Renowned South African artist, Atang Tshikare – through his design studio Zabalazaa Design – recently collaborated with Crayon Artel, a contemporary fine art production company, and Form Farm, a South African 3D printing and product development start-up, to create a 3m-long, PLA-printed sculpture that was installed for the opening of the new Time Out Market at the V&A Waterfront, in Cape Town, in November 2023.
Atang Tshikare’s ‘Hui ! Gaeb’
Atang Tshikare is a Cape Town-based, self-taught multidisciplinary artist whose practice has evolved over the past twenty years – from graffiti and drawing, to fine art sculpture. In recent years, he has collaborated with the likes of Dior to create one of the brand’s famous medallion chairs, and has exhibited his Mollo Oa Leifo – Ngoanana (“fire in the hearth – Girl”) chair at the Metropolitan Museum of Art in New York.
The sculpture is aptly titled ‘Hui ! Gaeb’, meaning ‘where the clouds gather’ in the language of the KhoiSan people, a tribe of hunter-gatherers in southern Africa who are believed to be the first to inhabit the continent. The design talks to the nature of Cape Town, a city synonymous with the ‘tablecloth’ clouds that cover Table Mountain.
The cloud comprises multiple individual vehicles, a majority of them boats – referencing the port city surrounded by water – and asks the viewer “How did you get here?”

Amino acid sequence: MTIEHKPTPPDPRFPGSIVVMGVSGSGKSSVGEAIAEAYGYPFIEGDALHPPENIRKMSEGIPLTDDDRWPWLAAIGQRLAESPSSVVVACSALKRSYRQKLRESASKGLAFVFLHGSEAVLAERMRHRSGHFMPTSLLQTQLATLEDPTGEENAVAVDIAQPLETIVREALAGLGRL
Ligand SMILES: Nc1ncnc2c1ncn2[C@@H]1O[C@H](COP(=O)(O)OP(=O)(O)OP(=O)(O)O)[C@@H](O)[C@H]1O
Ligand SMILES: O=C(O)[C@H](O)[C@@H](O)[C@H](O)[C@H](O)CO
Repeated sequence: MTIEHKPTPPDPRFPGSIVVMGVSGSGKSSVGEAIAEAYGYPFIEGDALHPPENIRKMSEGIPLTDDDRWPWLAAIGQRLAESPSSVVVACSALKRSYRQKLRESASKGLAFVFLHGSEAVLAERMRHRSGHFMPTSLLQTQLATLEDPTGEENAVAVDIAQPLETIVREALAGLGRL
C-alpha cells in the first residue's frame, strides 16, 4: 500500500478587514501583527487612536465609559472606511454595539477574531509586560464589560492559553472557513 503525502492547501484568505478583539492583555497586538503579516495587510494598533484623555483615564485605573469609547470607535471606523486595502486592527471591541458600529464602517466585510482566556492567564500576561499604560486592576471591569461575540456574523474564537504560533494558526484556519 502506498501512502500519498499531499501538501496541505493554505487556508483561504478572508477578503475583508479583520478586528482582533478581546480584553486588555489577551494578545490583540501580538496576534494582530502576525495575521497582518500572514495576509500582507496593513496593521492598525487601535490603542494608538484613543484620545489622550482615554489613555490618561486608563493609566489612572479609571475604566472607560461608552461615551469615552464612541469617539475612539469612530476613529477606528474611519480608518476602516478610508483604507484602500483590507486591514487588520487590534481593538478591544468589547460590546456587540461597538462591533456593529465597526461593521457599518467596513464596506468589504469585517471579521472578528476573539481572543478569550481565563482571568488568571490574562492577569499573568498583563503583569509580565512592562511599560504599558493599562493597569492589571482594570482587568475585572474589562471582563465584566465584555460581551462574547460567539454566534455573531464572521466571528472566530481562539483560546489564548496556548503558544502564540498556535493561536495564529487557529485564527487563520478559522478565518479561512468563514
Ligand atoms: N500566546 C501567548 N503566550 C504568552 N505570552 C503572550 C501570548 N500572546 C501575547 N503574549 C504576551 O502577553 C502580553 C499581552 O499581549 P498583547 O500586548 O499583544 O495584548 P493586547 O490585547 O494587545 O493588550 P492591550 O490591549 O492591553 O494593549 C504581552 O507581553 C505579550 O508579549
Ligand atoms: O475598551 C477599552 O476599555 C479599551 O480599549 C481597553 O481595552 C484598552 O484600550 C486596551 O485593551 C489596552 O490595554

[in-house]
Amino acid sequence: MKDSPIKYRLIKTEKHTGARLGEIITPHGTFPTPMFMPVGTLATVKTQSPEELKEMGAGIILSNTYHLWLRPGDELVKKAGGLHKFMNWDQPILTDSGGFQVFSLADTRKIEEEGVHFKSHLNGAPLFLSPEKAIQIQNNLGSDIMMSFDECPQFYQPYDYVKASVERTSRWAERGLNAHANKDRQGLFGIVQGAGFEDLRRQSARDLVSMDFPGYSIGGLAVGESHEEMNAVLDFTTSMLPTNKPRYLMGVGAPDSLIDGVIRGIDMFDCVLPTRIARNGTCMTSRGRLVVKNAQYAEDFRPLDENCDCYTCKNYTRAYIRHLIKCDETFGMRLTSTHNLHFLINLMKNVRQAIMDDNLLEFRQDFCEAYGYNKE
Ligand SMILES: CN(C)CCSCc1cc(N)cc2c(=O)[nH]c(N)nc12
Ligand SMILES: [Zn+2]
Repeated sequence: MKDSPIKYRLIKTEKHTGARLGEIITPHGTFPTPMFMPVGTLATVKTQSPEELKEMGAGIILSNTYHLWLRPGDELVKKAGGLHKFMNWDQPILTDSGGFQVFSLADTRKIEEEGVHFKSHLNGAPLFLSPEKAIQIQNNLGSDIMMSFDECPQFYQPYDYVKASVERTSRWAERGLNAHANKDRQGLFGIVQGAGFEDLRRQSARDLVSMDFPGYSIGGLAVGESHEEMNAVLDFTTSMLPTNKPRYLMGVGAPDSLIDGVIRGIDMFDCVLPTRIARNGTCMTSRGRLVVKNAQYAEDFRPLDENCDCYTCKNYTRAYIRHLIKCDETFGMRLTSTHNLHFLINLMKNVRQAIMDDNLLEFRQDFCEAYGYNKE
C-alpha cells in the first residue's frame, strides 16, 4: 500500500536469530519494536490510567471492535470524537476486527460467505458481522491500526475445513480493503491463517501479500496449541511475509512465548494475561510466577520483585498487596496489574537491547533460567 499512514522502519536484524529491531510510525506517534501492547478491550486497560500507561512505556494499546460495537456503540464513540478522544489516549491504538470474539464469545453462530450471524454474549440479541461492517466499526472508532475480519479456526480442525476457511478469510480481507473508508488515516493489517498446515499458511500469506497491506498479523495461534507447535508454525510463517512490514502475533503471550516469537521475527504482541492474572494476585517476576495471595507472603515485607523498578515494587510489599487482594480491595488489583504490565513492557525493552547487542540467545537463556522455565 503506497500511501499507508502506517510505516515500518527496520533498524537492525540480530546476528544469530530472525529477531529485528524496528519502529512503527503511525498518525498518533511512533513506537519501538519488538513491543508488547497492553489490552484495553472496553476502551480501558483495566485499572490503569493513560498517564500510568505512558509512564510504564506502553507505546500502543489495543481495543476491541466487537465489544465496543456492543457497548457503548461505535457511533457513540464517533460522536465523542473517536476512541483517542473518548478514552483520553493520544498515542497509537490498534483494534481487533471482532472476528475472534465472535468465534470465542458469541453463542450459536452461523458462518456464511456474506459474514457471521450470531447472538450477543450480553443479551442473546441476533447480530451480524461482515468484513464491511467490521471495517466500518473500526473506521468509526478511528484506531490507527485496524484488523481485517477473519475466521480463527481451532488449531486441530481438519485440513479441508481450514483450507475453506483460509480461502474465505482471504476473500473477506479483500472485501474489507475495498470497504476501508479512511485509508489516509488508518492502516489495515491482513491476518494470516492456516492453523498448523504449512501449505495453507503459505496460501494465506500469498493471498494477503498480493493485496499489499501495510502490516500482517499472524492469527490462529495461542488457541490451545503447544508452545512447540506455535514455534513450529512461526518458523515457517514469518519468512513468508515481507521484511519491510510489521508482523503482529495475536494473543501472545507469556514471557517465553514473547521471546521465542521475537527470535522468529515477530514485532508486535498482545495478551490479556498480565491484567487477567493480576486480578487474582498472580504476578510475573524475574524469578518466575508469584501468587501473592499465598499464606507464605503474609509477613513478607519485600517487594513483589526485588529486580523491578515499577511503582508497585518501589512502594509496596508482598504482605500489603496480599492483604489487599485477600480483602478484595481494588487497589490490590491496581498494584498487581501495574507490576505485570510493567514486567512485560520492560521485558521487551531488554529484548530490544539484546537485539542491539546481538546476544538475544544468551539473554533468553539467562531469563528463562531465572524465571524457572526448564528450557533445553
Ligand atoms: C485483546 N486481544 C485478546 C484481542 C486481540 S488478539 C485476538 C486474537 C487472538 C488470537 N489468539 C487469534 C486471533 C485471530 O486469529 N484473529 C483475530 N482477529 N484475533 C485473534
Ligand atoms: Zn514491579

Prior to this project, Atang Tshikare worked more hands-on with traditional methods of sculpture such as carving and sanding wood, but is now actively exploring the largely untapped potential of, and freedom provided by, 3D printing techniques to produce sculptural artworks.
The use of 3D printing to bring a sculpture with this level of detail to life was not only necessary, but also speaks to the contemporary and forward-thinking ways of the city. The sculpture was designed to be hung on a wall approximately 4m above the ground – made possible by lightweighting the individually-printed pieces, using an approximately 1% infill throughout.
What Form Farm is today was born out of necessity – after undertaking the seemingly impossible task of delivering the sculpture within 17 days, to be installed in time for the opening of the new market. At the time the order was received, the small team, based in Johannesburg, South Africa, had one working FDM printer, and two resin printers.
“With pretty much the entire order amount, and some, we expanded our capacity to 20 Creality desktop 3D printers within a few days,” said Neo Waterson, Co-founder of Form Farm. “It’s a fairly low-level additive manufacturing technology, but sometimes that’s all you need.”
Creality has a fairly good supply chain in South Africa, and, considering the price of the printers and the materials, purchasing an additional 16 Creality Ender-3 V2 printers, and approximately 20kgs of the company’s filament, was the only viable option to ensure that the project was completed on time. The sculpture consists of more than 260 Creality Ender-3 printbeds worth of PLA pieces, and more than 1,000 individual pieces in total – all of which were manually post-processed and glued together.
Not only was this the first time Form Farm has created something of this size and complexity, but it was also the first time Yael Matute, the artist responsible for the 3D modeling of ‘Hui ! Gaeb’, based in Mexico City, had to export for 3D printing – deciding to switch from STL to 3MF halfway through exporting the files.
Atang Tshikare, Crayon Artel, and Form Farm are currently collaborating on multiple other fine art projects that incorporate the use of 3D printing, in one form or another.
*The author of this article has a stake in both Crayon Artel and Form Farm.